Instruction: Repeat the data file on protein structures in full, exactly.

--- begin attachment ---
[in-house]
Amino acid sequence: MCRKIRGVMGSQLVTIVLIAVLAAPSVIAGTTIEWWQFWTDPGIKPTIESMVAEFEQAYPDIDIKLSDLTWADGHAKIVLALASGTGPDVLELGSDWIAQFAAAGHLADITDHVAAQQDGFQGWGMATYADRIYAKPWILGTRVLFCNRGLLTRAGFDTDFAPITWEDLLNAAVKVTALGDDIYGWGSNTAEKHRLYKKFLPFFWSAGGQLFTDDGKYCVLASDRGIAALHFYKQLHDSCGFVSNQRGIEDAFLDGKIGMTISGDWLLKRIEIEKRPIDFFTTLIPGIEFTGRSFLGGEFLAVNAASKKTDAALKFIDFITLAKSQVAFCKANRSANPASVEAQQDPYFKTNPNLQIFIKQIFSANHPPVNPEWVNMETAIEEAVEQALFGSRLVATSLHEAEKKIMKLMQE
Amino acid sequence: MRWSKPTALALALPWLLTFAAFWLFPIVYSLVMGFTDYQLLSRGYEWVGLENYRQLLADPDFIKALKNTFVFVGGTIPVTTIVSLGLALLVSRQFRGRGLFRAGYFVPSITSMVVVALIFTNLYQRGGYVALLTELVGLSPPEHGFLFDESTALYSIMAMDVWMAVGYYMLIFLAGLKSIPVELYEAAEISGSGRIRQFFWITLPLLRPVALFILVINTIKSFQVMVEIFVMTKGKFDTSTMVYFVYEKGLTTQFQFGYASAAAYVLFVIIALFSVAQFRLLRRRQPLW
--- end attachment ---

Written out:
[in-house]
Amino acid sequence: MCRKIRGVMGSQLVTIVLIAVLAAPSVIAGTTIEWWQFWTDPGIKPTIESMVAEFEQAYPDIDIKLSDLTWADGHAKIVLALASGTGPDVLELGSDWIAQFAAAGHLADITDHVAAQQDGFQGWGMATYADRIYAKPWILGTRVLFCNRGLLTRAGFDTDFAPITWEDLLNAAVKVTALGDDIYGWGSNTAEKHRLYKKFLPFFWSAGGQLFTDDGKYCVLASDRGIAALHFYKQLHDSCGFVSNQRGIEDAFLDGKIGMTISGDWLLKRIEIEKRPIDFFTTLIPGIEFTGRSFLGGEFLAVNAASKKTDAALKFIDFITLAKSQVAFCKANRSANPASVEAQQDPYFKTNPNLQIFIKQIFSANHPPVNPEWVNMETAIEEAVEQALFGSRLVATSLHEAEKKIMKLMQE
Amino acid sequence: MRWSKPTALALALPWLLTFAAFWLFPIVYSLVMGFTDYQLLSRGYEWVGLENYRQLLADPDFIKALKNTFVFVGGTIPVTTIVSLGLALLVSRQFRGRGLFRAGYFVPSITSMVVVALIFTNLYQRGGYVALLTELVGLSPPEHGFLFDESTALYSIMAMDVWMAVGYYMLIFLAGLKSIPVELYEAAEISGSGRIRQFFWITLPLLRPVALFILVINTIKSFQVMVEIFVMTKGKFDTSTMVYFVYEKGLTTQFQFGYASAAAYVLFVIIALFSVAQFRLLRRRQPLW